In our last post we learned about using ApacheBench (ab) to do some simple load testing.

The drawbacks of ab is it's simplicity. It only tests your server. It never hits any web pages.

Enter Locust.

Locust is an easy-to-use, distributed, user load testing tool. Intended for load testing web sites (or other systems) and figuring out how many concurrent users a system can handle.

Some of the things I like about Locust:

  • Plain old Python (2.6+ but not 3.x)
  • You can start small but if you want to distribute your testing Locust will scale
  • Simple web interface

Since Locust is Python based installation is a matter of:

pip install locustio

Next create a locustfile.py:

from locust import HttpLocust, TaskSet, task

class WebsiteTests(TaskSet):
    @task(1)
    def index(self):
        self.client.get("/")

class WebsiteUser(HttpLocust):
    host = "http://thecrumb.com"
    task_set = WebsiteTests
    min_wait=5000
    max_wait=9000

This is a barebones Locust test. It imports Locust, defines a class that inherits Locust (WebsiteUser) and another class to define a test (WebsiteTests).

We also define a host and some wait variables.

Now if you run Locust - you will get a message similar to:

jim:~/locust$ locust
[2016-06-12 18:01:00,249] jim-pc/INFO/locust.main: Starting web monitor at *:8089
[2016-06-12 18:01:00,250] jim-pc/INFO/locust.main: Starting Locust 0.7.5

Now crank up your browser and visit http://localhost:8089

You should see something like:

Locust screenshot

Now you can enter in the number of users and the 'hatch' rate and start swarming!

WARNING: Be careful! You are load testing an environment. It is easy to overwhelm a server if not setup correctly. You don't want to run this against your production site!

You should see something happening:

Locust screenshot

In our test we only defined one path "/" so the test isn't going to do very much. Lets make some changes and run it again:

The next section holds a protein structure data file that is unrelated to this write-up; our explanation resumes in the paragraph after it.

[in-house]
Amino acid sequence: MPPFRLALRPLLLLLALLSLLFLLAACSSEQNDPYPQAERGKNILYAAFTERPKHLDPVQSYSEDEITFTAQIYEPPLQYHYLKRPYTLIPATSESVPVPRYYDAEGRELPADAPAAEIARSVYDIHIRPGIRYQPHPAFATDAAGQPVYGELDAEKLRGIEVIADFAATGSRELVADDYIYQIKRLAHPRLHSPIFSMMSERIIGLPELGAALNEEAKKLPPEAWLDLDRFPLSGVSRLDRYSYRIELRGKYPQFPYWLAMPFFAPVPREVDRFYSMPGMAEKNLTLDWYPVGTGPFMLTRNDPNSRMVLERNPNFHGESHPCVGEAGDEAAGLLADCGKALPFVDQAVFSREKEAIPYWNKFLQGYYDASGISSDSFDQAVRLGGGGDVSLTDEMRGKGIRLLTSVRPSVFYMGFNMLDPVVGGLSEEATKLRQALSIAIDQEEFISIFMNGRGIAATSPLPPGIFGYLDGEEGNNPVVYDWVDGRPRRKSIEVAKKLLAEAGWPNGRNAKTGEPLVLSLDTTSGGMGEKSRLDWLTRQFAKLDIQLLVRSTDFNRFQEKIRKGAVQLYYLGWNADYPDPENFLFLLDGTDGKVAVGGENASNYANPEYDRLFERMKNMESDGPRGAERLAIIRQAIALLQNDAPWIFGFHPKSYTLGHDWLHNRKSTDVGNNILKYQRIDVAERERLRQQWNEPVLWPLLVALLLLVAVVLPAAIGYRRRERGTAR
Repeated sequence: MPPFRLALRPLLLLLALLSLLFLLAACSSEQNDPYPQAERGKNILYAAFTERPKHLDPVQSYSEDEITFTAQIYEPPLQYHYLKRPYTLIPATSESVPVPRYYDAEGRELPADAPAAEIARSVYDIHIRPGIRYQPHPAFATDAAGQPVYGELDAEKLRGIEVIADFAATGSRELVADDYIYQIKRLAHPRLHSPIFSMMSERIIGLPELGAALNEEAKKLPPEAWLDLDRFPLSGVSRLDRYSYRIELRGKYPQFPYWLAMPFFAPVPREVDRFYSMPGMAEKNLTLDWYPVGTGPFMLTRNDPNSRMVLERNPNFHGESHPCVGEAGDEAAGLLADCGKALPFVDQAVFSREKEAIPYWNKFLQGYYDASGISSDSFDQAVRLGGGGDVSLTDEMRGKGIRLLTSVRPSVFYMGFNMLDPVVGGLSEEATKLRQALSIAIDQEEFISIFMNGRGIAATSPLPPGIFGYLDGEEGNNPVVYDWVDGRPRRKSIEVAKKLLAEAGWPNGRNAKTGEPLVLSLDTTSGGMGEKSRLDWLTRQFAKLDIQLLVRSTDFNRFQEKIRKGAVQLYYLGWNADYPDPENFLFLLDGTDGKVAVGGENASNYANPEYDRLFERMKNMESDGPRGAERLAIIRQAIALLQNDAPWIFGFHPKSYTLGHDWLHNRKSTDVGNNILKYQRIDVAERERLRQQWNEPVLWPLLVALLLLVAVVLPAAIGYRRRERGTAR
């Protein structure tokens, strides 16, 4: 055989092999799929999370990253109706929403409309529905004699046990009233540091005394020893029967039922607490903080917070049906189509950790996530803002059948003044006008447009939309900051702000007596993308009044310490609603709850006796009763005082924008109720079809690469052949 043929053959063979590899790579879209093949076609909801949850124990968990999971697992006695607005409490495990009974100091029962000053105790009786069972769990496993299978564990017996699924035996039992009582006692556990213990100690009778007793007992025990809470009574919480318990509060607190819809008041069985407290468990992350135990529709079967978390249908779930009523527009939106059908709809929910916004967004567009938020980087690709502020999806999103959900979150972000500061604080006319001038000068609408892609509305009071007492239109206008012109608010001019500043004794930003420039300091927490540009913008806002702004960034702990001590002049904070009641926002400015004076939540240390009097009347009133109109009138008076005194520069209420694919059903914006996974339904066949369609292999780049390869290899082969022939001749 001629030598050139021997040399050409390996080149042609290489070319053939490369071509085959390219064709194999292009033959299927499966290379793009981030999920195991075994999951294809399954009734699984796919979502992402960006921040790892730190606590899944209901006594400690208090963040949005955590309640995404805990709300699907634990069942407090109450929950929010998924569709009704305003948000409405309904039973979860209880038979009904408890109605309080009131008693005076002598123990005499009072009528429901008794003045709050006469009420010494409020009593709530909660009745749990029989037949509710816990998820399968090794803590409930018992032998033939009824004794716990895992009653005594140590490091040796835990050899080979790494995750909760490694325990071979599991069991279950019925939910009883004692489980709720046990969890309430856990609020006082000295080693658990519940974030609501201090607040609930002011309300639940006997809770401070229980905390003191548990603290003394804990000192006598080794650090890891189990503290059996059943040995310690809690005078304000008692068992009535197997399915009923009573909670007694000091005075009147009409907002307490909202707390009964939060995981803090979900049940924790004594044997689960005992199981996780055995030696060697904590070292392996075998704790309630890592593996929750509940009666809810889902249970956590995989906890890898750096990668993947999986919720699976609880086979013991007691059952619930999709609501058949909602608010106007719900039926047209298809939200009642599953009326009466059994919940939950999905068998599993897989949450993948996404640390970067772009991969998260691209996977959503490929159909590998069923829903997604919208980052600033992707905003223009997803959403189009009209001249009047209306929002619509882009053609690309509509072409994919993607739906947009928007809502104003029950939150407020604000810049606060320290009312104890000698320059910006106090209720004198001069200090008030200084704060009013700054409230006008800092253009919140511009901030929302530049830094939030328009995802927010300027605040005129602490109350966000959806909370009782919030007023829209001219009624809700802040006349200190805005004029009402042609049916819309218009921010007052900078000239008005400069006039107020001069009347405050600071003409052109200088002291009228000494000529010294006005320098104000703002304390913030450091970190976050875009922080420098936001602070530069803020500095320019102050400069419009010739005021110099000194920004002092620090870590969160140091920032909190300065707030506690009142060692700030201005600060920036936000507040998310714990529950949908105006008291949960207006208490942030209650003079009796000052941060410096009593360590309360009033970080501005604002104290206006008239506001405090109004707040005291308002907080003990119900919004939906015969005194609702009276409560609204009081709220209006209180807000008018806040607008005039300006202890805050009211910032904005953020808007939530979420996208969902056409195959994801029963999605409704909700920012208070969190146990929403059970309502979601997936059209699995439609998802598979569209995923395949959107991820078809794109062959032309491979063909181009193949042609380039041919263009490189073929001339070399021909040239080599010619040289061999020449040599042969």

from locust import HttpLocust, TaskSet, task

class WebsiteTests(TaskSet):
    def on_start(self):
        """ on_start is called when a Locust start before any task is scheduled """

    @task(10)
    def index(self):
        self.client.get("/")

    @task(5)
    def about(self):
        self.client.get("/pages/about.html")

    @task(1)
    def resume(self):
        self.client.get("/pages/resume.html")

class WebsiteUser(HttpLocust):
    host = "http://www.thecrumb.com"
    task_set = WebsiteTests
    min_wait=5000
    max_wait=9000

We've added a few more tasks with different paths to test. Each task is also weighted. My index task will run 10x more often than my resume task. If you have areas of your site you are more concerned with you can give them more weight in your tests.

This will also be reflected when you run your test:

You should see something happening:

Locust screenshot

One thing to note - the Locust file has no time threshold. You must manually stop the tests.

Run

locust --help

For available options and checkout the Locust docs for more details on these options and how to run Locust distributed. You can submit post requests with Locust (ie login), and you can scrape pages with something like BeautifulSoup for URLs to visit instead of hardcoding them into your tests.

Remember - it's Python so the sky (and your imagination) is the limit on what you can do.

Next post we will checkout Blazemeter a site where you can run all your tests: JMeter, Locust and more.

Published on Monday, June 13 2016     Tags: testing tools

COMMENT / SHARE